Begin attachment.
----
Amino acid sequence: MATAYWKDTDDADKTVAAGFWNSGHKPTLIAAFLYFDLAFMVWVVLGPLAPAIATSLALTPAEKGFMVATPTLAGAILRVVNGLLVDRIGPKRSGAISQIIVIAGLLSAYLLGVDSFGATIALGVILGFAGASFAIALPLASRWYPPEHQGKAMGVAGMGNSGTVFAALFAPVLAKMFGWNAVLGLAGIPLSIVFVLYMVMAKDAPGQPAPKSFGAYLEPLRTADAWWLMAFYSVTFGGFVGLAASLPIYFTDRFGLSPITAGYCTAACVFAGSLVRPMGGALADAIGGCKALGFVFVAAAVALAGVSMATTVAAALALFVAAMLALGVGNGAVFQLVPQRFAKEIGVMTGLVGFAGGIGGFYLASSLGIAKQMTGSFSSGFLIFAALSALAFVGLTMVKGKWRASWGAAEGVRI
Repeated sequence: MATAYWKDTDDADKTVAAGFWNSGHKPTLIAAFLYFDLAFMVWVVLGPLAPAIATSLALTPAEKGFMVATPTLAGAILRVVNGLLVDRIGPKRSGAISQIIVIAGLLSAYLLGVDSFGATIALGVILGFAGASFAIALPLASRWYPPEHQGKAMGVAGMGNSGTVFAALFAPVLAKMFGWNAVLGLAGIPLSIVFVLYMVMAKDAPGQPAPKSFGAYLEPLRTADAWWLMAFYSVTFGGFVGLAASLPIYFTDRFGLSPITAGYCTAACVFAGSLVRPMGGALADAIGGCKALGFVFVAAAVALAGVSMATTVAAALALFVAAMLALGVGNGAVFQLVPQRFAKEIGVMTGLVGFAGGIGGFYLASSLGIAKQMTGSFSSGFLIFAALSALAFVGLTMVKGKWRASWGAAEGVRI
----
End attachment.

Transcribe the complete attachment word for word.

Amino acid sequence: MATAYWKDTDDADKTVAAGFWNSGHKPTLIAAFLYFDLAFMVWVVLGPLAPAIATSLALTPAEKGFMVATPTLAGAILRVVNGLLVDRIGPKRSGAISQIIVIAGLLSAYLLGVDSFGATIALGVILGFAGASFAIALPLASRWYPPEHQGKAMGVAGMGNSGTVFAALFAPVLAKMFGWNAVLGLAGIPLSIVFVLYMVMAKDAPGQPAPKSFGAYLEPLRTADAWWLMAFYSVTFGGFVGLAASLPIYFTDRFGLSPITAGYCTAACVFAGSLVRPMGGALADAIGGCKALGFVFVAAAVALAGVSMATTVAAALALFVAAMLALGVGNGAVFQLVPQRFAKEIGVMTGLVGFAGGIGGFYLASSLGIAKQMTGSFSSGFLIFAALSALAFVGLTMVKGKWRASWGAAEGVRI
Repeated sequence: MATAYWKDTDDADKTVAAGFWNSGHKPTLIAAFLYFDLAFMVWVVLGPLAPAIATSLALTPAEKGFMVATPTLAGAILRVVNGLLVDRIGPKRSGAISQIIVIAGLLSAYLLGVDSFGATIALGVILGFAGASFAIALPLASRWYPPEHQGKAMGVAGMGNSGTVFAALFAPVLAKMFGWNAVLGLAGIPLSIVFVLYMVMAKDAPGQPAPKSFGAYLEPLRTADAWWLMAFYSVTFGGFVGLAASLPIYFTDRFGLSPITAGYCTAACVFAGSLVRPMGGALADAIGGCKALGFVFVAAAVALAGVSMATTVAAALALFVAAMLALGVGNGAVFQLVPQRFAKEIGVMTGLVGFAGGIGGFYLASSLGIAKQMTGSFSSGFLIFAALSALAFVGLTMVKGKWRASWGAAEGVRI